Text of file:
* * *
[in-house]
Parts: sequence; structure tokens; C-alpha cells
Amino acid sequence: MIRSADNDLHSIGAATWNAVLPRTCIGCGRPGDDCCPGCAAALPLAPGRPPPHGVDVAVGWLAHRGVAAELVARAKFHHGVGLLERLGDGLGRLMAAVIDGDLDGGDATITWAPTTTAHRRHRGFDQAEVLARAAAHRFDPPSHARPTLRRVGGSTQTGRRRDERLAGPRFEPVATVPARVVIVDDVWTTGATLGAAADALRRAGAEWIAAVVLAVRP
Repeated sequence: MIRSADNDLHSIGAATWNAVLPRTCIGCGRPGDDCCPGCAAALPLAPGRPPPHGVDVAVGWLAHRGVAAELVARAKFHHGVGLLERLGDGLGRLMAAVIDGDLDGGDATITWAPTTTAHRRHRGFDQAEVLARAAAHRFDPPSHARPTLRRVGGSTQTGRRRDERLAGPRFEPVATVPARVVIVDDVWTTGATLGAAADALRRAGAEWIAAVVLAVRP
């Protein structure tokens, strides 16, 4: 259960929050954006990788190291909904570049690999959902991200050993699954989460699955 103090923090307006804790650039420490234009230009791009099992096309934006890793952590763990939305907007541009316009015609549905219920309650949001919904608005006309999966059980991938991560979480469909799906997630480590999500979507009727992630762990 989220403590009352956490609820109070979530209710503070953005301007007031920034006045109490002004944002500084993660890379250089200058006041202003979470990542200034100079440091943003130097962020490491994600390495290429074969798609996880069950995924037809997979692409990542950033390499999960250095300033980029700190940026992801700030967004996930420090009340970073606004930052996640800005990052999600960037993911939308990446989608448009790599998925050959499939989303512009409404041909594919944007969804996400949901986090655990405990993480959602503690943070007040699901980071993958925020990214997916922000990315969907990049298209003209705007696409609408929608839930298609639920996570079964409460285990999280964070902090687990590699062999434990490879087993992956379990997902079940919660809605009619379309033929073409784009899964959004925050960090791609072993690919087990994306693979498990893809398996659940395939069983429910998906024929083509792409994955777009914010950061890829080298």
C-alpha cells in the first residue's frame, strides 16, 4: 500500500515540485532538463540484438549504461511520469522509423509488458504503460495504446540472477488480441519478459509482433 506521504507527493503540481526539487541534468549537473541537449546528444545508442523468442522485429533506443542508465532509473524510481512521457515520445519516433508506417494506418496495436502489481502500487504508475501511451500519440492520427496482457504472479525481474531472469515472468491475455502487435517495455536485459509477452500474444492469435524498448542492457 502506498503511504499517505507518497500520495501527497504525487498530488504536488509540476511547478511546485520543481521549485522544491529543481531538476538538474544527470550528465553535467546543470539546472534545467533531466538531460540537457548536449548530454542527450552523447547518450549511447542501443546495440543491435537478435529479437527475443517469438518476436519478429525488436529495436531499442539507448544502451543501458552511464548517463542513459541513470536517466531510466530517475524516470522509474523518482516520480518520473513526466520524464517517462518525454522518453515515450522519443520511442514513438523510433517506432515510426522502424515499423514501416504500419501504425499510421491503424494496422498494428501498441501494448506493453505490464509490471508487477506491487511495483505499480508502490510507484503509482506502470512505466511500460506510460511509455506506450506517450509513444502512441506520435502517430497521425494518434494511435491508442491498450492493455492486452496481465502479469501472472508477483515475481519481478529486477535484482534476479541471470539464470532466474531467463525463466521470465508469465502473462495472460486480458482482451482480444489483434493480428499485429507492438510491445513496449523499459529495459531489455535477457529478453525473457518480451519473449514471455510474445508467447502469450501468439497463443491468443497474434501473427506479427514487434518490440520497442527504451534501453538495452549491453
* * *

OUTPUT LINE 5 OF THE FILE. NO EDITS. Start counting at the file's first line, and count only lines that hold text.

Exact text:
């Protein structure tokens, strides 16, 4: 259960929050954006990788190291909904570049690999959902991200050993699954989460699955 103090923090307006804790650039420490234009230009791009099992096309934006890793952590763990939305907007541009316009015609549905219920309650949001919904608005006309999966059980991938991560979480469909799906997630480590999500979507009727992630762990 989220403590009352956490609820109070979530209710503070953005301007007031920034006045109490002004944002500084993660890379250089200058006041202003979470990542200034100079440091943003130097962020490491994600390495290429074969798609996880069950995924037809997979692409990542950033390499999960250095300033980029700190940026992801700030967004996930420090009340970073606004930052996640800005990052999600960037993911939308990446989608448009790599998925050959499939989303512009409404041909594919944007969804996400949901986090655990405990993480959602503690943070007040699901980071993958925020990214997916922000990315969907990049298209003209705007696409609408929608839930298609639920996570079964409460285990999280964070902090687990590699062999434990490879087993992956379990997902079940919660809605009619379309033929073409784009899964959004925050960090791609072993690919087990994306693979498990893809398996659940395939069983429910998906024929083509792409994955777009914010950061890829080298």